For this commandment that I command you today is not too hard for you, neither is it far off. It is not in heaven, that you should say, “Who will ascend to heaven for us and bring it to us, that we may hear it and do it?” Neither is it beyond the sea, that you should say, “Who will go over the sea for us and bring it to us, that we may hear it and do it?” But the word is very near you. It is in your mouth and in your heart, so that you can do it. (Deut 30:11–14)
Again, this Moab covenant is the Apostle Paul’s “righteousness based on faith” (Rom 10:6) … according to Paul, the person who has turned or returned to God when far from God and who by belief of God begins to do all that the Lord commanded the children of Israel to keep in the Book of Deuteronomy will see God circumcise the heart of the person (Deut 30:1–10) when the person professes with his or her mouth that Jesus is Lord and believes in the person’s heart that God raised Jesus from death (Rom 10:9–10). For Paul, belief that Jesus is Lord would cause the person to walk in this world as Jesus walked; for a disciple in whom Jesus dwells cannot long walk contrary to how Jesus walked without killing the spirit, crucifying Jesus, a life-giving spirit (1 Cor 15:45). And Jesus will not be crucified a second time.
Baptism can occur many times for baptism by water is for repentance; but the glory of God [the breath of God that gives birth to the inner self] will only enter the person one time. When born of spirit, there are no second chances, no mulligan permitted. Thus, spiritual birth doesn’t occur until Christ Jesus is certain that it is time for Him to die for the person and figuratively three days later, breathe on the person, thereby giving to the person the holy spirit [pneuma ’agion] that gives to the person’s inner self indwelling eternal life.
The author of Matthew’s Gospel took the historical veracity inherent in Mark’s Gospel and used what he received to “tell” or craft a story about what internally happened to him through the indwelling of Christ Jesus, realizing that he would be with the glorified Christ when all authority in heaven and on earth was given to Christ—and how do I “know” this? Because I, too, have a similar story to tell, not that I expected to ever tell what happened now more than forty years ago. Not a story of borrowed historical veracity, but a story of calling and conversion followed by a call to reread prophecy when I was far from “home,” with home being a concept I found in the Aleutians, the earthly substitute for another world, one still to come … in Dutch, a person could purchase a T-shirt with the silkscreened logo, It’s Not the End of the World, But You Can See It From Here.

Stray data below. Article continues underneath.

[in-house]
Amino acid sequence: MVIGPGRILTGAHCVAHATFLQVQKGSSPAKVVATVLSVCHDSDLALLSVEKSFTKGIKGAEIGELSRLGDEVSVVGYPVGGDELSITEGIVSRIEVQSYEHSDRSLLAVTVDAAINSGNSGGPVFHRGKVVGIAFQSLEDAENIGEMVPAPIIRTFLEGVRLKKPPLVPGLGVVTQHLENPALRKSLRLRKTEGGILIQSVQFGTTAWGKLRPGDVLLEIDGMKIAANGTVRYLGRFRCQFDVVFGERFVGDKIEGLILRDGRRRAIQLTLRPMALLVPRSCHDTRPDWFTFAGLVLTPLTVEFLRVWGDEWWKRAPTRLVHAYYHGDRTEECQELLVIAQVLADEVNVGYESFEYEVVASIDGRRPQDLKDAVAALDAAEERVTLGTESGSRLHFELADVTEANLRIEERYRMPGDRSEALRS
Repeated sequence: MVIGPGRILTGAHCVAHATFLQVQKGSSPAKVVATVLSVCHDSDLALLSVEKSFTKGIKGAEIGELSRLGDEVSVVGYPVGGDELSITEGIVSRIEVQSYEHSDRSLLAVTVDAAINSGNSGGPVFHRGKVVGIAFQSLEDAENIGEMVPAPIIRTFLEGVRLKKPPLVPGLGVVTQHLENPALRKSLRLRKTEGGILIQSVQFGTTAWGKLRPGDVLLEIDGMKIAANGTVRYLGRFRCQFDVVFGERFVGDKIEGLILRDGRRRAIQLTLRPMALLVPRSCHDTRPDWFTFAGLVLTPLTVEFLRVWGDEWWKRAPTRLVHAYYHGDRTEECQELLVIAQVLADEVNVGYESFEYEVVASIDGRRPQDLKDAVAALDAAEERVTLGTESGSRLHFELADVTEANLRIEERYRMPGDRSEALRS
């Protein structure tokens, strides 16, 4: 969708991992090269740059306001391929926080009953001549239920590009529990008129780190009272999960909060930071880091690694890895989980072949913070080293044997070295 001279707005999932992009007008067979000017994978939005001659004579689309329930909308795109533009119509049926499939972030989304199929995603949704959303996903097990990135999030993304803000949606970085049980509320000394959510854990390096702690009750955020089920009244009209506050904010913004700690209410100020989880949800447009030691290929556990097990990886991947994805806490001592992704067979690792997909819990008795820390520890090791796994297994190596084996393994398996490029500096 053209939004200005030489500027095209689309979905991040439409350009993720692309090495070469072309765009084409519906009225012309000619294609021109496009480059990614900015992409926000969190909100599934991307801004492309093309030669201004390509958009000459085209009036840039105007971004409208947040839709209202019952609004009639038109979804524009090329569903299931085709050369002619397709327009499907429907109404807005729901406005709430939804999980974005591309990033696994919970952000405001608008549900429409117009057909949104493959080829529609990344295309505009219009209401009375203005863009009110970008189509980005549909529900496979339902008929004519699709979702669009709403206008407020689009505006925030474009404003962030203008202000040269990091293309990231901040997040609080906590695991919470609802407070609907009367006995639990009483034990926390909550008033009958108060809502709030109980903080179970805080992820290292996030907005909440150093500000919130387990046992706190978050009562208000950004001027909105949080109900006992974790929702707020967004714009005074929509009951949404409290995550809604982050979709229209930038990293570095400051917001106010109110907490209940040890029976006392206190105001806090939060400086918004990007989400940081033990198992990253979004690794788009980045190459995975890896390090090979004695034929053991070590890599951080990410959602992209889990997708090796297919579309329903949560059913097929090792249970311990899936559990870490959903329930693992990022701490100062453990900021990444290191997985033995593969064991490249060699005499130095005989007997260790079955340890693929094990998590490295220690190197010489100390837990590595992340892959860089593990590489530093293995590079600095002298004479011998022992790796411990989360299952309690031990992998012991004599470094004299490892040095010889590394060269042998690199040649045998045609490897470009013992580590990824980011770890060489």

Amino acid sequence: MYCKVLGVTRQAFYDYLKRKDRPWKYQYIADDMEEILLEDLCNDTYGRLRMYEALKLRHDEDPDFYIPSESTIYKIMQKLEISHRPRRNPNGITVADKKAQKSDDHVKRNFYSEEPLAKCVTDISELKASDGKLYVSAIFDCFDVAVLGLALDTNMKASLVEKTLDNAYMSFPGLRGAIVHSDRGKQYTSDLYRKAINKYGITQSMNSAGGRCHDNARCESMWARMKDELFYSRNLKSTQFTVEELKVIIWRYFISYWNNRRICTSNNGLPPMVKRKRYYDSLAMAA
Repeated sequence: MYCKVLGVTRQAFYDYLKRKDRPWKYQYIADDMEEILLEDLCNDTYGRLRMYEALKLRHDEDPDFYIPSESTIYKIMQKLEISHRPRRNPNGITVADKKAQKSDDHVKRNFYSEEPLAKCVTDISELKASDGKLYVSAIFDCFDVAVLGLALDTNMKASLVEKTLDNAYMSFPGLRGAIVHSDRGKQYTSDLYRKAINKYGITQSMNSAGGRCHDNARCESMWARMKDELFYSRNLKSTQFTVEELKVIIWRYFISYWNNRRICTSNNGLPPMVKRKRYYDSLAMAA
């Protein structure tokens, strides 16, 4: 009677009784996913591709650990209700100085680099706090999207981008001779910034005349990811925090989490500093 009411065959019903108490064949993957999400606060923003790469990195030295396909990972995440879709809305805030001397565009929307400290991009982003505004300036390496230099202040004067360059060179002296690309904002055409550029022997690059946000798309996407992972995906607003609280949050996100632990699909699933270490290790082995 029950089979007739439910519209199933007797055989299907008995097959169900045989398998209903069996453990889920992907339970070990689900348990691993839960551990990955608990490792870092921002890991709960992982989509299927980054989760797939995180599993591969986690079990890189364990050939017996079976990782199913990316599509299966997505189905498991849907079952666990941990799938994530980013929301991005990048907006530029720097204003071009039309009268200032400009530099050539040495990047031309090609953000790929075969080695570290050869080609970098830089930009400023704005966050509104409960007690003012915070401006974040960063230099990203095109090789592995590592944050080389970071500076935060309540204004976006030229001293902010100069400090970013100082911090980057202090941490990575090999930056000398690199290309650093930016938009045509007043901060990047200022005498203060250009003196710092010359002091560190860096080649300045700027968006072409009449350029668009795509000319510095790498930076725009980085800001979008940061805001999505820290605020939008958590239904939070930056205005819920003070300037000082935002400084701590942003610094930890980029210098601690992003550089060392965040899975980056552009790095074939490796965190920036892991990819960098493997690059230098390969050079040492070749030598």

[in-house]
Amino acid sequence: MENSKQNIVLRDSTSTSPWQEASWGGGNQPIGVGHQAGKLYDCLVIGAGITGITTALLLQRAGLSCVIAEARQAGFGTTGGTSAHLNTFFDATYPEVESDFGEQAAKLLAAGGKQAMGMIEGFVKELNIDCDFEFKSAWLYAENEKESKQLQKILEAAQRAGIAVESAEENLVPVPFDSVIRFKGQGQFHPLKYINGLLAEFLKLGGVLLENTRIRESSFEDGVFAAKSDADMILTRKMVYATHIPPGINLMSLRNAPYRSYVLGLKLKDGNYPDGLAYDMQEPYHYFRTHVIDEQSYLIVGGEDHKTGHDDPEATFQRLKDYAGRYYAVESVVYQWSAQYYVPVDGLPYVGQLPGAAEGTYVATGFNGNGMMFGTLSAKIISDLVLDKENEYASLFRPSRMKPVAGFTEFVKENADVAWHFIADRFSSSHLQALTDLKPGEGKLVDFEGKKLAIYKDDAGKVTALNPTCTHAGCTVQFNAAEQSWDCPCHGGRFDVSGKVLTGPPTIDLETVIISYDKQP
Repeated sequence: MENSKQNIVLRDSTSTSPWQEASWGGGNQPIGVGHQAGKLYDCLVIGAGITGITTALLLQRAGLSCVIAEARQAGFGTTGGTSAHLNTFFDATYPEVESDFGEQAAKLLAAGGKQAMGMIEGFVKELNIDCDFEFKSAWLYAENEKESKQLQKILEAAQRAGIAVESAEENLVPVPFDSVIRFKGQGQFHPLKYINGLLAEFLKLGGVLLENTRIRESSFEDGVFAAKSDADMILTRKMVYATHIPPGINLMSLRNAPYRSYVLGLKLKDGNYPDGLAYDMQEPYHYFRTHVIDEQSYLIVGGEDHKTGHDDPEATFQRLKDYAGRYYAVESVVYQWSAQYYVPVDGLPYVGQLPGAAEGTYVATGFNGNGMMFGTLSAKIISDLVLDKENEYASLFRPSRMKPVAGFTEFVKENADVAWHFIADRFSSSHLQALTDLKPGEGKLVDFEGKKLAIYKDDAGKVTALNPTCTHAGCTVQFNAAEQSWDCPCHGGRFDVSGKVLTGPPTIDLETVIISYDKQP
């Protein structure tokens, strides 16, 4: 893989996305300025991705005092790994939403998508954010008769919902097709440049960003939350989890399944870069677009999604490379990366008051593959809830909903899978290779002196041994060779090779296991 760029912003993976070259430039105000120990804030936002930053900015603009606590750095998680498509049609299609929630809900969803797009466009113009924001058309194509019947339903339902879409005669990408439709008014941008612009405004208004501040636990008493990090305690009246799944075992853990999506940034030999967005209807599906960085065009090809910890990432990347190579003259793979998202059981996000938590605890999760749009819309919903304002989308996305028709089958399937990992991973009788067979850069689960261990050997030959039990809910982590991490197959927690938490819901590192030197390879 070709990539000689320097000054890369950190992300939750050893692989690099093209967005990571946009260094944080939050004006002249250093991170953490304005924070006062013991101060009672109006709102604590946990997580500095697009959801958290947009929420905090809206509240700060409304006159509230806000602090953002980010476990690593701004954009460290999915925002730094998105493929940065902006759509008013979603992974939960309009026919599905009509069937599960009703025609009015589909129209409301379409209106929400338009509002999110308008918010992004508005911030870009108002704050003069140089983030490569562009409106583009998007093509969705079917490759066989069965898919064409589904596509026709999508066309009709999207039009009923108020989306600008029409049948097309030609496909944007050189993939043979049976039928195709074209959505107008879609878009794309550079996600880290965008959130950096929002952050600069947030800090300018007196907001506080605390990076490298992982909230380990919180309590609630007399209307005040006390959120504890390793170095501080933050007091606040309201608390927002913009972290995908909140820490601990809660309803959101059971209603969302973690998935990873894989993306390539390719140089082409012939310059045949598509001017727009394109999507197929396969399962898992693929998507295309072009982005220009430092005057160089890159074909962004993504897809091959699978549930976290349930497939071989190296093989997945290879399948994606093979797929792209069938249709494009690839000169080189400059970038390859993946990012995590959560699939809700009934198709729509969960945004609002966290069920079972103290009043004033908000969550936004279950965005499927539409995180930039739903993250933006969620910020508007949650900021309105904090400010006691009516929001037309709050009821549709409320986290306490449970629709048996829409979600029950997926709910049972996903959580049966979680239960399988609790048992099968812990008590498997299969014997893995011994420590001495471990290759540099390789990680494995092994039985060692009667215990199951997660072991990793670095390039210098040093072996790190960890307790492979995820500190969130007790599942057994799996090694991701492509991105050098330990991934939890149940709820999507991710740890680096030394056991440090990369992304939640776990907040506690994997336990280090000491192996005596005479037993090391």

A Christian should be able to see the end of this age, the end of this kosmos, the end of this world from here, 2013, as scandal, turmoil, and revolution against the status quo sets human person against human person, and ammunition manufacturers run production machinery at full capacity … President Obama has caused Americans to purchase more black rifles than any threat ever posed by foreign enemies: it is the firearms industry that has been most stimulated by the President’s economic programs, with his own Administration becoming a major trafficker of guns and ammo.
The author of Matthew’s Gospel, in understanding the things of God through possession of the spirit of God, understood that because Jesus entered the person while the person was still a sinner and that the person by his or her lawlessness crucified Jesus, the person, having received mercy from God, will begin to walk as Jesus walked when the Father returns this indwelling Christ Jesus to life. Thus, what appears from the outside to be spiritual mouth-to-mouth resuscitation is the indwelling of Christ while the person remains a sinner; while the person remains as Jesus’ first disciples were while they followed Jesus, walking in this world as Jesus walked, but walking in this world as repentant Israelites, baptized in John’s baptism.